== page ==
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New Cancer Lab Has Potential to Be Game Changer for Cancer Patients

May 10, 2022
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"We want to know what rehabilitation is being done right now with cancer survivors, what’s working, what evidence we have for that," says Dr. Kathy Lyons.

Occupational therapist Dr. Kathy Lyons, director of the Cancer Rehabilitation (CaRe) Lab, is focused on determining when rehabilitation can accelerate recovery from curable cancers and help maintain individuals’ ability to function when living with incurable cancer.

By John Shaw
Office of Strategic Communications

When people think about cancer recovery, most often the focus is on the physiological: Is the cancer under control? Have symptoms and side effects been reduced as much as possible? A new research lab at the MGH Institute will investigate the effect of rehabilitation on cancer recovery. 

Kathleen Lyons, ScD, OTR/L, is heading up the Cancer Rehabilitation (CaRe) Lab, one of just a small number of research labs in the country focusing on the topic. “Rehabilitation research for cancer patients is a wide-open field at the moment,” said Dr. Lyons. “We don’t have those large-scale controlled studies that show how it might help certain cancer patients recover faster. The CaRe Lab has the potential to be a game changer in that regard." 

“Rehabilitation isn’t always integrated into oncology, in part because not every cancer patient needs it. But there is a subset of cancer survivors who really struggle to resume their lives and their work. The goal is to figure out when rehabilitation could accelerate recovery from curable cancers and when it could help maintain individuals’ ability to function when living with incurable cancer,” said Lyons, who has published several papers on the subject.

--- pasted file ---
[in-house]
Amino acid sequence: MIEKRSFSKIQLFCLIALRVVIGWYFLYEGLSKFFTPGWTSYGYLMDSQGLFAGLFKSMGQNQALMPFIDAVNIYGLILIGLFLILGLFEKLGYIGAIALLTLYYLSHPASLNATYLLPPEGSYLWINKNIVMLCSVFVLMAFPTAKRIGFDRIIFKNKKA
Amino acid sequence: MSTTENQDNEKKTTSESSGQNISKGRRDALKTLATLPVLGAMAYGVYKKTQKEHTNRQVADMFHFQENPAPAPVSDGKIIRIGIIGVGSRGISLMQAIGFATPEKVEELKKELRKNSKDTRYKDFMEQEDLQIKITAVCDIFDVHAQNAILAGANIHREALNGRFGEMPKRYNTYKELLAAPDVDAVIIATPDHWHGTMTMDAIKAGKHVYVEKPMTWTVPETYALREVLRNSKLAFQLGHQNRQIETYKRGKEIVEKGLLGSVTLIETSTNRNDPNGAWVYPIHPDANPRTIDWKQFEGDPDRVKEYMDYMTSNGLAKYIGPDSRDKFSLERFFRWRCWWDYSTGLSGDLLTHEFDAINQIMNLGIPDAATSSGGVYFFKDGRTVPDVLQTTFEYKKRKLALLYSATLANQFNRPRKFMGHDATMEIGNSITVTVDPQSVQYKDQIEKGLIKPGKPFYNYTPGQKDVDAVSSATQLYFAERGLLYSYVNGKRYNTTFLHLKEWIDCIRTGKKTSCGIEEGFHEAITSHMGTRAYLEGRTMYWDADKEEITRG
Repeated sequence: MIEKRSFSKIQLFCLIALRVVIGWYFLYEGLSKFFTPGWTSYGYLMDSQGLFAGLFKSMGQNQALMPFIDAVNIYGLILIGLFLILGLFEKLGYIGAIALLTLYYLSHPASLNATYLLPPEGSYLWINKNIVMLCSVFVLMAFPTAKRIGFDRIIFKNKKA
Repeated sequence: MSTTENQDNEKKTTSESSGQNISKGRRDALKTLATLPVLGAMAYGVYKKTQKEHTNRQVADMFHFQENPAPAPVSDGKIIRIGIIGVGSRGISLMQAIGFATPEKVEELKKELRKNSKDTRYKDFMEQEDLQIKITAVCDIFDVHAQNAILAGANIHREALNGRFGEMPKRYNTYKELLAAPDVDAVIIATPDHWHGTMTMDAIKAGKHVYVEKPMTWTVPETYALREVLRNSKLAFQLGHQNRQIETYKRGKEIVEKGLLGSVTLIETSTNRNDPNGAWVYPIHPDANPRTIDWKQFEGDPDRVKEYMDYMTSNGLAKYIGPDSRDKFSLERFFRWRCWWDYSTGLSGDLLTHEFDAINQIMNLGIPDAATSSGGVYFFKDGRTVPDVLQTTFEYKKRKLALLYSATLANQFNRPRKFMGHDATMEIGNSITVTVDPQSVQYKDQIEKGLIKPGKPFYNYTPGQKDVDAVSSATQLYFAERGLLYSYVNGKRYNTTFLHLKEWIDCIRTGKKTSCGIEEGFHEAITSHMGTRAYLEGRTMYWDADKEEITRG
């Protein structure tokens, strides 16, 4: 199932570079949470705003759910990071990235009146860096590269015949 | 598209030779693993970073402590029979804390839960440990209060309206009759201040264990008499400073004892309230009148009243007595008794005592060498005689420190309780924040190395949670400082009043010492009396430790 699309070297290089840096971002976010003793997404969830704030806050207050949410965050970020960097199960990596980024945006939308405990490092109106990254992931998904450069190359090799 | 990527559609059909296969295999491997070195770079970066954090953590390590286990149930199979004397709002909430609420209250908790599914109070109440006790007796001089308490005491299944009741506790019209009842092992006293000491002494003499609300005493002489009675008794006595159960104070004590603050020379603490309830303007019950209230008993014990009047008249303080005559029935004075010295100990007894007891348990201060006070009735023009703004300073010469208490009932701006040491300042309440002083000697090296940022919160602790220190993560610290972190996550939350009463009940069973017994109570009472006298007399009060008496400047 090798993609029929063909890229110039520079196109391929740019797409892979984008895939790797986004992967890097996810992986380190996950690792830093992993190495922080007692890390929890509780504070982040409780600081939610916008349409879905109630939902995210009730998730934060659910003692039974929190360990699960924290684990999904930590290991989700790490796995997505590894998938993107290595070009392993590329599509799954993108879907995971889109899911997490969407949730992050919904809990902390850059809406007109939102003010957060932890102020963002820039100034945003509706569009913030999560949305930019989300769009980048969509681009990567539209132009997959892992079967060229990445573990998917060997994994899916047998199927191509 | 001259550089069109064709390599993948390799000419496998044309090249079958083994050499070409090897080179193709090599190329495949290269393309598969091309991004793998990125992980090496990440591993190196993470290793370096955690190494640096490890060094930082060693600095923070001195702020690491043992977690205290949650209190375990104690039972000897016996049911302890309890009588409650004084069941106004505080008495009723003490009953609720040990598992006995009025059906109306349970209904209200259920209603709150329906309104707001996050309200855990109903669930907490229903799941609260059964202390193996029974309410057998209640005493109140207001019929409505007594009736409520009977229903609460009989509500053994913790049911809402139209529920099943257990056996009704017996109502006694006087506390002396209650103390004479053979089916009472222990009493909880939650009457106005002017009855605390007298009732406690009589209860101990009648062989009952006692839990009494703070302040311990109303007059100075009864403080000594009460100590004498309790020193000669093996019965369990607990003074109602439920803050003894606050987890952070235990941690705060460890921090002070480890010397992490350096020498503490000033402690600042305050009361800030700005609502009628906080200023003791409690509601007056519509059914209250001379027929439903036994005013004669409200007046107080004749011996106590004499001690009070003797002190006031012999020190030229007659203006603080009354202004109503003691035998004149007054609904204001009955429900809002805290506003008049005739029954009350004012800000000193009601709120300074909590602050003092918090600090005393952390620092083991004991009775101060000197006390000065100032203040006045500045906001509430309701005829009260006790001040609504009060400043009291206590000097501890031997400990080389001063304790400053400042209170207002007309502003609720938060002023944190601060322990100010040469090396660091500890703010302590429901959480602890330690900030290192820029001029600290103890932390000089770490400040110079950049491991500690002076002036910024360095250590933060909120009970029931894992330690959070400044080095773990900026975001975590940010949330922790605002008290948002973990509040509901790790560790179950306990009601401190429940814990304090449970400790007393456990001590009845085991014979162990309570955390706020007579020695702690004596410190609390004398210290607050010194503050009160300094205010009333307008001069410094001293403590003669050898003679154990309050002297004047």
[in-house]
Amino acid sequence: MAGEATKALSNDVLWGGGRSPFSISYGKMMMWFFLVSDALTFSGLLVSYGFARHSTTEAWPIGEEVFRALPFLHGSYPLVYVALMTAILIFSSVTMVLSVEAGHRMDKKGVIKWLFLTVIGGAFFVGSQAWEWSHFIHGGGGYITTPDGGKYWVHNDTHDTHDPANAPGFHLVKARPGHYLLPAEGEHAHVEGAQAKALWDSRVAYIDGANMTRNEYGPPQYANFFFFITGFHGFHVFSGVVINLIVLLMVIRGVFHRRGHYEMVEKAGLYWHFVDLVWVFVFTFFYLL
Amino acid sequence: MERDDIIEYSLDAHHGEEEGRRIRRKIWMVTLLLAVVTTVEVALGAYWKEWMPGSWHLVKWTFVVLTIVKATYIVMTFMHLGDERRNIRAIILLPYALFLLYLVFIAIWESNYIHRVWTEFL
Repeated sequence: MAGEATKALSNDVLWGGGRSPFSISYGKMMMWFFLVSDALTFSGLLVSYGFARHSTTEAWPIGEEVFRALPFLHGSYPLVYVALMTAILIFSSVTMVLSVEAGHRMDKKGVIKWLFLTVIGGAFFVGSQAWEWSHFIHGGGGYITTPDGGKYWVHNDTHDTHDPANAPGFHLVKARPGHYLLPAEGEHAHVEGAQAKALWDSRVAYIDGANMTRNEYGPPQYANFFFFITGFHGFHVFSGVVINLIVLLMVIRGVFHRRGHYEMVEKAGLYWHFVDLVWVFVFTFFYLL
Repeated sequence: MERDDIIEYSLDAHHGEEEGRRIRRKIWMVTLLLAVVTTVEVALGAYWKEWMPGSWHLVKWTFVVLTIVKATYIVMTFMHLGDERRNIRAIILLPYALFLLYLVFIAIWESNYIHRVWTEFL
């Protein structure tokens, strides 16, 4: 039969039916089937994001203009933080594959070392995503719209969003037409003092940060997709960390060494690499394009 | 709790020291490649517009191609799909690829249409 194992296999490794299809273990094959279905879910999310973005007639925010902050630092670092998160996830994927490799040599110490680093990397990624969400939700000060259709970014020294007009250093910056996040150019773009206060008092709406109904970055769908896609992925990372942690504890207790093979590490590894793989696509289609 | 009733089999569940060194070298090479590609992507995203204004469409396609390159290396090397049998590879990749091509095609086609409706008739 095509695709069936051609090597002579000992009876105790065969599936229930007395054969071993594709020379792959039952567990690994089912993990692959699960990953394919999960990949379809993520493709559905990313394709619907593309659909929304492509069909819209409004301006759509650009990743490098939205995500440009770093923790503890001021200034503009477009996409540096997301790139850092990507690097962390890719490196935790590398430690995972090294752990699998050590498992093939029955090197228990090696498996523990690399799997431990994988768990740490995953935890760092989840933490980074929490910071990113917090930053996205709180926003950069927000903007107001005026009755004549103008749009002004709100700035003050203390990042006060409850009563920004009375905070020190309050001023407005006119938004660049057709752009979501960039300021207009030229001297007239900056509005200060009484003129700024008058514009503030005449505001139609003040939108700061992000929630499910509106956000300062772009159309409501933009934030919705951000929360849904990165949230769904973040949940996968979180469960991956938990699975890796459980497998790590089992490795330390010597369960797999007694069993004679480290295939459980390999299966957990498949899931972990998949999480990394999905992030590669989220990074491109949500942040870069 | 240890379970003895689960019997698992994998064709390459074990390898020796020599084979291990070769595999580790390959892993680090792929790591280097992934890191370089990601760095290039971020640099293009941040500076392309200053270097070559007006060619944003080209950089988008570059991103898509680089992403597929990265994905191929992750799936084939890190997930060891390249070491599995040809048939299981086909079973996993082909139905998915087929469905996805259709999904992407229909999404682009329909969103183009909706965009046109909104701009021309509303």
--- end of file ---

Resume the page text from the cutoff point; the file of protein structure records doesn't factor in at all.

Psychology is a big part of any patient’s recovery and has been a significant part of Lyons’ career as well. “Occupational therapists and psychologists often play in the same sandbox,” she said. “Behavioral therapies aim to improve a patient’s mood, partly by helping them to engage in valued activities that make life worth living. OT brings an additional toolkit to behavioral therapy, by teaching people to adapt activities or modify routines or environments to make it easier to function, or by reducing impairments caused by cancer and its treatment. Cataloging these successful OT approaches for cancer patients is a big part of our research.” 

The lab already has several research studies underway—Lyons has received funding from the American Cancer Society, the National Cancer Institute, and the American Occupational Therapy Foundation—but she and her team will gather research and data from the front lines as well. 

“The CaRe Lab won’t just announce a hypothesis, do a study, and then publish the results,” she explained. “We want to know what rehabilitation is being done right now with cancer survivors, what’s working, what evidence we have for that. OT, PT, and speech-language pathology clinicians working directly with patients have a vast resource of knowledge we want to tap into.” 

Lyons is a big believer in applied research, which benefits patient and clinician alike. Working together with clinicians comes easily to Lyons, who spent six years as a practicing clinician in geriatrics. But her passion for evidence-based practice led her into research. Prior to coming to the IHP last fall, she was a senior scientist at Dartmouth-Hitchcock Medical Center and an associate professor of psychiatry at Dartmouth’s Geisel School of Medicine. During her time there, Lyons had the good fortune to work on a groundbreaking study on palliative care, the results of which helped move palliative care more into the mainstream of oncology treatments. 

“I think the research from the CaRe Lab can have a similar effect,” said Lyons. “Right now, rehabilitation research for cancer patients is years behind palliative care research. But the CaRe Lab will help us close that gap, and that’s exciting.”